About the Project

In the Footsteps of Jesus and the Prophet:

Migration as a Sacred Journey

FOOTSTEPS has been a multi-sited study of a new diaspora centred on the international migration of Filipino women (Filipinas) who make up the majority of the 2 million Filipinos at work in the Middle East. It challenges a dominant scholarly and popular discourse that reduces these migrants to economically deprived, semi-educated maids-to-order who endure harsh working conditions and unjust legal regimes in order to remit a few meagre dollars to folks back home.

Against that image, the project has disclosed the rich cultural and religious lives of Filipinas in the diaspora by studying them as pilgrims, tourists and cosmopolitan travellers who build identity, community and international networks across national borders and cultural boundaries.

Most Filipinos are Catholics or Muslims while some belong to new Protestant churches, but despite this, religion remains an under-researched and under-theorised aspect of their lives as migrants. Our principal hypothesis has been that ritual, religion and other forms of celebration and conviviality are central to Filipinas' international migratory experience, and especially so when they work in places sacred to Islam or Christianity.

Our research has explored the role that Filipino religious congregations play in creating sociality, community and social networks among fellow migrants, both local and transnational; the ways these facilitate relations with their hosts; how faith may empower women negotiating status and identity within and beyond the workplace.

Above all, we have asked: what are the symbolic and experiential dimensions of belief re-discovered, practised and reinscribed in a sacred landscape? What kind of cultural capital does living in centres holy to Christianity and Islam give migrant returnees? Indeed, does religion affect their decision to work in particular countries, beyond economic considerations?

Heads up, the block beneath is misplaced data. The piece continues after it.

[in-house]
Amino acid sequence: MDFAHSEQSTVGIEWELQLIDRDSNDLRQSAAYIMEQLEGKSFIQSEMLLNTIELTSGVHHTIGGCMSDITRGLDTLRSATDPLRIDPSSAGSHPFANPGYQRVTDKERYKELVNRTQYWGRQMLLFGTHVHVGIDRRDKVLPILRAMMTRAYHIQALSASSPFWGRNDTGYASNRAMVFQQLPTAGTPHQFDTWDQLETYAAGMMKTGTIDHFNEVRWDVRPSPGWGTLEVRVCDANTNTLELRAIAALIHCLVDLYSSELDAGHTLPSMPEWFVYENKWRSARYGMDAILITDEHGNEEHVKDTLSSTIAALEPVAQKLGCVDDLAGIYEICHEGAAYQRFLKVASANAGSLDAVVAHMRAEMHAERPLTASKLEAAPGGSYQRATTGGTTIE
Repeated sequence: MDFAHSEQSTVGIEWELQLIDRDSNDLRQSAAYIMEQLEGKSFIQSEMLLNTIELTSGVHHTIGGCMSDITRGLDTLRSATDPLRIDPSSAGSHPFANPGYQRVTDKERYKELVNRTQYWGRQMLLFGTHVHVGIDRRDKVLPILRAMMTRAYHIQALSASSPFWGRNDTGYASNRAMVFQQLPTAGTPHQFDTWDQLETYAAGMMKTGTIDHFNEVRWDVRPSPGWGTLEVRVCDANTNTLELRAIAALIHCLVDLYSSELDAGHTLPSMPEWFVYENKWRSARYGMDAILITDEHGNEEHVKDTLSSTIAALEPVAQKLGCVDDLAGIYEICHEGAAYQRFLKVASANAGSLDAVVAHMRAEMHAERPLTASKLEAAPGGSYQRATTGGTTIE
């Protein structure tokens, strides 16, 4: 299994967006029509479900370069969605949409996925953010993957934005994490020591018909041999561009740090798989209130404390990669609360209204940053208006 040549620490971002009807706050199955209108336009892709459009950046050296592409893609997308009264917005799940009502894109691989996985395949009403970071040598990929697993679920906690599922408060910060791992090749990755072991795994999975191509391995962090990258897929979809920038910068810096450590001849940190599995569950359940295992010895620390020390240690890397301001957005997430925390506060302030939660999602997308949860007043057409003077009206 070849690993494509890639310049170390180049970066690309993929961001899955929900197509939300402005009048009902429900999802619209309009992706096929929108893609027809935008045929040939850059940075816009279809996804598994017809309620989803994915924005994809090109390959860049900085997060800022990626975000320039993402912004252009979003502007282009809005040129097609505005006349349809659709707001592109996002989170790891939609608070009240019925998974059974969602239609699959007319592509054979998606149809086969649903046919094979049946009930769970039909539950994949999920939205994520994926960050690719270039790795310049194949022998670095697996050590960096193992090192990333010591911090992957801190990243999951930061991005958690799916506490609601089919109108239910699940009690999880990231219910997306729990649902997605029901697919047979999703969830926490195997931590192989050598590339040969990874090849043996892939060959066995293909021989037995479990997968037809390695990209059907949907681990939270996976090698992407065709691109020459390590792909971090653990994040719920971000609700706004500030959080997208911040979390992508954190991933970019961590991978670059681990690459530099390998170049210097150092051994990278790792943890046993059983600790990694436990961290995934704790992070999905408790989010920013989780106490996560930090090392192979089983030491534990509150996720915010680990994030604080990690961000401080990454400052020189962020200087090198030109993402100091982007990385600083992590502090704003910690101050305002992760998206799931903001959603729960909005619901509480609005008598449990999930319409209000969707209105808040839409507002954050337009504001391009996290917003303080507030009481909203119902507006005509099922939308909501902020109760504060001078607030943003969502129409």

By describing their sojourns abroad in the idiom of sacrifice, suffering and sacred journeying, Filipina migrants situate their care giving work within a religious worldview of spiritual power and personal growth. Investigating these themes ethnographically, our research has aimed to challenge prevailing stereotypes of migrant Filipinas as ‘a nation of servants’, victims of an expanding capitalist labour market, and to reveal women’s agency in shaping their migration experiences.

Through their work and leisure, the project has found, Filipina migrants have forged an open if demotic working class cosmopolitanism. They engage positively with their new environment and the people they care for, inventively devising new coping and mobility strategies and building wide-ranging trust and support networks.

The research has challenged the stereotype of the powerless and impoverished cultural lives of Filipino migrant women, and critiqued the view that an open and creative engagement with other peoples and ideas is the preserve and privilege of cosmopolitan elites. It has contributed to the overall AHRC programme by providing new empirical data on this important global diasporic community and by advancing our understanding of gender and religiosity in a transnational context.

Methodology: Israel and Saudi Arabia